In relation to adolescence, in this present review, researches have demonstrated that many teenage fathers report being satisfied and demonstrate responsibility for their children and partners. In terms of future studies, it is necessary to investigate more thoroughly teenagers’ expectations and feelings, as well as their marital relationships and their relation with the baby (Levandowski & Piccinini, 2002, 2006).

On the other hand, fathers of disabled or hospitalized children, despite the difficulties of having a sick child, are described as deeply involved with their children. However, they describe themselves as helping mothers in child care, while women are perceived to be primary caregivers. In addition, they refer to be responsible for the family economical support. These findings show that fathers, regardless of having healthy or sick children, still position themselves in the traditional role of providers (Dessen & Lewis, 1998).

Therefore, it seems that paternity has been increasingly attracting researchers’ attention, possibly because the theme is of both scientific and social relevance. Paternal participation in the family context has been increasing and this greater involvement has repercussions in family dynamics and children’s development. However, due to the complexity of the theme, much still has to be done in order to build a broader and more accurate perspective on the reality of fathers in Brazil.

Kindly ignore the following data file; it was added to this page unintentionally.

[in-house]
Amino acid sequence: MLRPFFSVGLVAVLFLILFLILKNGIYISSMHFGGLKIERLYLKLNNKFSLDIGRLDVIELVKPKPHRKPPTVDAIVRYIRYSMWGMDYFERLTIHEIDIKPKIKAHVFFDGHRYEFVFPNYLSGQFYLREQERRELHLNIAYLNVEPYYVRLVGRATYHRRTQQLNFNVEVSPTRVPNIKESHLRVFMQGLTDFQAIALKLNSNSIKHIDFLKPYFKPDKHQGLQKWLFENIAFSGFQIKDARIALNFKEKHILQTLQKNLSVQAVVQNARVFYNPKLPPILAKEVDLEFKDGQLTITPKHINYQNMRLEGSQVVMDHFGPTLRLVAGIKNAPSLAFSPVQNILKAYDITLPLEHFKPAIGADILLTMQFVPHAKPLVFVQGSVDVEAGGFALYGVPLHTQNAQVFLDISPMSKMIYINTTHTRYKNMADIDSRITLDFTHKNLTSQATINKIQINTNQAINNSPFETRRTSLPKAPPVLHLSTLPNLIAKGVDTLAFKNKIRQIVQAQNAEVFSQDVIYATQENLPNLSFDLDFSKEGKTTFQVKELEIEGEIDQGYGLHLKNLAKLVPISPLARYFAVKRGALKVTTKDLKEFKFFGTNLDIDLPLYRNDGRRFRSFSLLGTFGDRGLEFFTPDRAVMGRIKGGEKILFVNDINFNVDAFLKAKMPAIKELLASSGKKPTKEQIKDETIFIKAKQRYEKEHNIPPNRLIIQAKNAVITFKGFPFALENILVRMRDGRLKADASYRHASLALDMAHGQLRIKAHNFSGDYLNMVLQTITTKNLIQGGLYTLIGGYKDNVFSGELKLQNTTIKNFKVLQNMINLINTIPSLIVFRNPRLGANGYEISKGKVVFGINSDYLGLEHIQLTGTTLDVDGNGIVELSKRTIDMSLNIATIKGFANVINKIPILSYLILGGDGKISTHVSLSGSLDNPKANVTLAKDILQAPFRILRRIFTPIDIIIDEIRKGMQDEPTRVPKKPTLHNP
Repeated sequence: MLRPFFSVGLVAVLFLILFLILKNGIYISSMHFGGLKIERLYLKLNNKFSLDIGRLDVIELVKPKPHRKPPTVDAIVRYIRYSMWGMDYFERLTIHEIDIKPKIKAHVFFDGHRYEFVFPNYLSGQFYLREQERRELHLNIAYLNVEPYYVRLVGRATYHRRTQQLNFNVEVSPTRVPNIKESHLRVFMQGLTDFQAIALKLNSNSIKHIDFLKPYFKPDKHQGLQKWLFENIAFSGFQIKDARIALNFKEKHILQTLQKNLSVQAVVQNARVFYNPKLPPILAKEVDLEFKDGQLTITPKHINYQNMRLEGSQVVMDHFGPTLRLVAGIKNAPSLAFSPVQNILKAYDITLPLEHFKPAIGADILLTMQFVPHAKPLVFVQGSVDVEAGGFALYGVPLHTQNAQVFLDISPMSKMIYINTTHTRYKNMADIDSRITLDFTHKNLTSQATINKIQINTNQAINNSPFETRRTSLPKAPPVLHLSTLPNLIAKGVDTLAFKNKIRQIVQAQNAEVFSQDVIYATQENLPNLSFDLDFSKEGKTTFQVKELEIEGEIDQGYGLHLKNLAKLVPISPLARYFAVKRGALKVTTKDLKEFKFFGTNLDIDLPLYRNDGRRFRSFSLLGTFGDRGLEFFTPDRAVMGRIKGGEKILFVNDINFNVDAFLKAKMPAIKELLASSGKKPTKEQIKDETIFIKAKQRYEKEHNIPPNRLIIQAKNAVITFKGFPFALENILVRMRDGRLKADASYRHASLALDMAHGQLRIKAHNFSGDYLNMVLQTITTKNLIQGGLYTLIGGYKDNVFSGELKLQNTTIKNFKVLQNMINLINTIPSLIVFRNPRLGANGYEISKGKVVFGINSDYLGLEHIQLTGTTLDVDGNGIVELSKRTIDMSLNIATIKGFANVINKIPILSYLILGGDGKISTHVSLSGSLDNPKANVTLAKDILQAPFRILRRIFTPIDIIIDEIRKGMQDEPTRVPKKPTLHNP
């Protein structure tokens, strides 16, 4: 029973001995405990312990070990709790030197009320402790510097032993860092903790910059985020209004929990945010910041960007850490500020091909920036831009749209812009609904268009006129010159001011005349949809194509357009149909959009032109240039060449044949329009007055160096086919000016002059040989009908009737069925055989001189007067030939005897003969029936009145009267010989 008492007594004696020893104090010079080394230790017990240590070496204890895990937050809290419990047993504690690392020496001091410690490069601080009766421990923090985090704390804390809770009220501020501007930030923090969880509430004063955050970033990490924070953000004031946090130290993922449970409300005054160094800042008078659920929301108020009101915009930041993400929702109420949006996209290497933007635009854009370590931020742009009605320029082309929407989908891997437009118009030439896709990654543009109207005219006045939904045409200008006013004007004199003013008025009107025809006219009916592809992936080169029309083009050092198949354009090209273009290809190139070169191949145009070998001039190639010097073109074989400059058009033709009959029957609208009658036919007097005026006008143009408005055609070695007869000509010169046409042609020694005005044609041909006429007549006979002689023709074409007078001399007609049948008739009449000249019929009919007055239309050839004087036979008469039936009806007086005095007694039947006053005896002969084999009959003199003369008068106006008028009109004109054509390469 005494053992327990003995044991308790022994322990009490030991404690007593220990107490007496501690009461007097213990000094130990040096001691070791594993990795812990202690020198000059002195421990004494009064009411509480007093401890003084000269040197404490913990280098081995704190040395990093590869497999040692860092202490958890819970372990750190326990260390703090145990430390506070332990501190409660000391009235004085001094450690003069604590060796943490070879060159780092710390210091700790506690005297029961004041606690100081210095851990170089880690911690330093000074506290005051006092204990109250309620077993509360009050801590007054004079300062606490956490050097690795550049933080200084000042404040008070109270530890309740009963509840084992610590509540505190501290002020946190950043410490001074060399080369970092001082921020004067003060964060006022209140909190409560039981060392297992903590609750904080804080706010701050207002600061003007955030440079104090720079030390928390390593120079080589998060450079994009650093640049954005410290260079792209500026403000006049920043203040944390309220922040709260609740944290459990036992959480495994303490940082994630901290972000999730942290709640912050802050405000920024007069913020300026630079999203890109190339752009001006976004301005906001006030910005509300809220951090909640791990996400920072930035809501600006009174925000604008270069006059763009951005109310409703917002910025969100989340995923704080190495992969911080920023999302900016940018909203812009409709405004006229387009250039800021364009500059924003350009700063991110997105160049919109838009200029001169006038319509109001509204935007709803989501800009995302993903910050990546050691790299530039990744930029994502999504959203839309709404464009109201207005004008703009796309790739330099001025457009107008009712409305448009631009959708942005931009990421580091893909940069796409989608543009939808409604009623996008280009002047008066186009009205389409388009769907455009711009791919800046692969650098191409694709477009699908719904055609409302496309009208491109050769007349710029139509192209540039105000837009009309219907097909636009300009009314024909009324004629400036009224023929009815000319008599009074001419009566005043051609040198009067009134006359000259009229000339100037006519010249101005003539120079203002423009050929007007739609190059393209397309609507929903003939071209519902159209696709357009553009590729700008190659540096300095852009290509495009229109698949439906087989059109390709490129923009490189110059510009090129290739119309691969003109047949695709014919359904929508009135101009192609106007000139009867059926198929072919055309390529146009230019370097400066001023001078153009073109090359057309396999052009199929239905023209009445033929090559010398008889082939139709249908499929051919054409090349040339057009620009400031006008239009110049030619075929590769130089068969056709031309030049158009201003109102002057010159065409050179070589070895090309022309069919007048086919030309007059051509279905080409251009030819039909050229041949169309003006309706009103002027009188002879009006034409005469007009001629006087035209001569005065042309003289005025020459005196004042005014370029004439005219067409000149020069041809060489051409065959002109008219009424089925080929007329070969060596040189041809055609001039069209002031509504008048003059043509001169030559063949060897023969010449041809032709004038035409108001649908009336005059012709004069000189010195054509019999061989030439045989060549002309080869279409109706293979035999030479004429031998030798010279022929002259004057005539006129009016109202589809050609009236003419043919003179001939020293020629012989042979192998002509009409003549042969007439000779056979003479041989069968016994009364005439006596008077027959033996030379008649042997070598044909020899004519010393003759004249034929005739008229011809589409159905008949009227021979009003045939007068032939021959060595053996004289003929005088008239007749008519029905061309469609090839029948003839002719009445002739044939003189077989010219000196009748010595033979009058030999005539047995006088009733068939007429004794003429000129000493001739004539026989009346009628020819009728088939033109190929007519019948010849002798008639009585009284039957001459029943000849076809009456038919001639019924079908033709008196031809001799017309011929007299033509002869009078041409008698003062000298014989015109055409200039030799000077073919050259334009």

For instance, more studies are necessary to characterize the experiences of paternity in the context of children with disabilities, as well as possible implications of children with special needs, sex and birth order in the family organization. In addition, it is necessary to increase the amount of researches on fathers’ perceptions regarding their roles. Another demand is related to the participation of fathers whose children belongs to different age groups, considering that demands of children change over time, and the specificities of paternal involvement during childhood development. In relation to participants, future research should incorporate data from other generations of participants in order to investigate the intergenerational transmission of parenting. Other family configurations, besides father-mother families, need to be more emphasized in research, especially with regards to the role of fathers in divorced and remarried families. Moreover, the issue of co-parenting is a topic that has been gaining researchers’ attention, but is still very recent in the literature. It is necessary to invest in research to identify which aspects of paternal involvement effectively indicate a co-parental relationship and the effects of this relationship to children.


One special thanks goes to CNPq and CAPES for financial support via scholarship to the authors of the paper.


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Written By

Mauro Luís Vieira, Maria Aparecida Crepaldi, Carina Nunes Bossardi, Lauren Beltrão Gomes, Simone Dill Azeredo Bolze and Cesar Augusto Piccinini

Submitted: 22 May 2012 Published: 18 December 2013